The storm threatening to wipe out U.S. leadership in global science and technology is now a Category 5 hurricane. So say the authors of an influential 2005 report called Rising Above the Gathering Storm in a 5-year update of their work being released today on Capitol Hill.
The original blue-ribbon panel, sponsored by the National Academies, was led by former Lockheed Martin CEO Norman Augustine. It said the federal government must dramatically improve science and math education in elementary and secondary schools and greatly increase spending for basic research in the physical sciences if the country wants to remain competitive in today's global economy. In 2007 Congress, which commissioned the report, passed legislation embracing many of its recommendations. But not enough has happened to implement those changes, says the panel in a 66-page review of its original recommendations, which also called for revisions to U.S. tax and immigration policies. As a result, it concludes:
The outlook for America to compete for quality jobs has further deteriorated … [and] the nation's ability to provide financially and personally rewarding jobs for its own citizens can be expected to decline at an accelerating pace.
The few bright spots, says the report, include funding a new agency to help develop clean energy technologies, expanding programs aimed at enticing undergraduates into teaching, and supporting more graduate students in the sciences. But little has been done to advance most of the 20 steps the 2005 report recommends to ensure U.S. leadership in innovation, according to the new report. The $20 billion for research in last year's massive stimulus package is simply a 2-year Band-Aid that expires next year, according to the report. That yo-yoing spending for biomedical research has placed that field in the same precarious state as the physical sciences and engineering, it says.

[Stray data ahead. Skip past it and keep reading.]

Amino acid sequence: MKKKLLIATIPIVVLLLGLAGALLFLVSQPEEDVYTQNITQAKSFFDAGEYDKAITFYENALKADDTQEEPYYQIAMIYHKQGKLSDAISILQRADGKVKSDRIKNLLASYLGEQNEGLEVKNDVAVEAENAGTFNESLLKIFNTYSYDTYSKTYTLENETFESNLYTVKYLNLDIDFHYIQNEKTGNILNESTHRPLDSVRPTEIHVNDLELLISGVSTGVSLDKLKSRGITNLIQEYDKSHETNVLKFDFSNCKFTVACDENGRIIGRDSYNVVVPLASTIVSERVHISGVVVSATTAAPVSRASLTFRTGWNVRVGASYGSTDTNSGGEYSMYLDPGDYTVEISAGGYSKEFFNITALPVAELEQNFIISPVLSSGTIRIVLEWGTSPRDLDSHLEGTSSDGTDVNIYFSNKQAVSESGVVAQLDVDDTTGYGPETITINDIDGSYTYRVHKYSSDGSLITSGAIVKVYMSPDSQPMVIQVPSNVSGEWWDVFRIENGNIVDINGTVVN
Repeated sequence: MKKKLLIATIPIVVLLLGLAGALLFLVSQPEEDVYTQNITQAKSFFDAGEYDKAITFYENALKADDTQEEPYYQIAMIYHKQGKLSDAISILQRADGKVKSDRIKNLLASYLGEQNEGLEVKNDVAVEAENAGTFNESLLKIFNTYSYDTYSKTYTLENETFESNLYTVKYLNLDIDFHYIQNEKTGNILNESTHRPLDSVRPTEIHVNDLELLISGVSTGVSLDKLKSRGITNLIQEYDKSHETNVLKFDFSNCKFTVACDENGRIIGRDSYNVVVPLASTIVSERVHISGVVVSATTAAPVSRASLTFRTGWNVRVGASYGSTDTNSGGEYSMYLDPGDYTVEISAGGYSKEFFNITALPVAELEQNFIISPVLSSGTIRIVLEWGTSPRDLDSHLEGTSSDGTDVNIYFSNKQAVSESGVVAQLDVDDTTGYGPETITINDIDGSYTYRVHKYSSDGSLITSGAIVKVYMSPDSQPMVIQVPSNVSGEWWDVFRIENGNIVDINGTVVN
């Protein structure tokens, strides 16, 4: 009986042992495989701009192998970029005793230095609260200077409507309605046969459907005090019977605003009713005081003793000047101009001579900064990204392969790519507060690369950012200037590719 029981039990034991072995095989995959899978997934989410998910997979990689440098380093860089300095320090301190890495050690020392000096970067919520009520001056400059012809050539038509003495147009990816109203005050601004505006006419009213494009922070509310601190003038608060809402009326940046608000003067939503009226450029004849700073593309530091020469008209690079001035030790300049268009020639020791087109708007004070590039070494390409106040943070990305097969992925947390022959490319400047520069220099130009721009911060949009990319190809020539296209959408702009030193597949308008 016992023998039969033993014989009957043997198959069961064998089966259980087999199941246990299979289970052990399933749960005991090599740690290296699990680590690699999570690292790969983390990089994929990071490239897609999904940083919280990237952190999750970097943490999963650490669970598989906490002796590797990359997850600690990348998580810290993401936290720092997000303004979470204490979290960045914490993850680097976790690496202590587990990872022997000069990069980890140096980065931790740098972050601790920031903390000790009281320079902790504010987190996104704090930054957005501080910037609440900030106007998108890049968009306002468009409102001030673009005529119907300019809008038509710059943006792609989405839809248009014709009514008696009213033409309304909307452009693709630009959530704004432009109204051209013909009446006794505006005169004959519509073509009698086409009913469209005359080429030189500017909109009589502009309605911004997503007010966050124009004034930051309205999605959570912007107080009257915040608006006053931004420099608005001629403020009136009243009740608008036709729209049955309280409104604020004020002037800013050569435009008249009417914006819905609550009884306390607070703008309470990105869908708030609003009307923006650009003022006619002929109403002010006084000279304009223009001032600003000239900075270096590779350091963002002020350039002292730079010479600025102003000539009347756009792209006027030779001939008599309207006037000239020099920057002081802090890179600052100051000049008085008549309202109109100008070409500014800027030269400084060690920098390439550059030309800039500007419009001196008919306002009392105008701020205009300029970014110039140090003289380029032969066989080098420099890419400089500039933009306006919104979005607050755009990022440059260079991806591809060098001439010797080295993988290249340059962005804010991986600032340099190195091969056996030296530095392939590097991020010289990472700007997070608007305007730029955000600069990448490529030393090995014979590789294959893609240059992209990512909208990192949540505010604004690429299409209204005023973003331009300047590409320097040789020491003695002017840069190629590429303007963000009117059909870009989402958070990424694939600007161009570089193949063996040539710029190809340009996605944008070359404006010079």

The new report acknowledges that the world has changed since the 2005 report. In particular, it notes that the impact on the economy of the so-called Great Recession and the rising federal debt, now $13 trillion, makes it even less likely that Congress will allocate the $19 billion a year sought in the 2005 report. But the original remedy is no less sound today, say the authors, and ignoring it puts the patient at greater risk. "Failure to support a strong competitiveness program will have dire consequences for the nation," the report warns.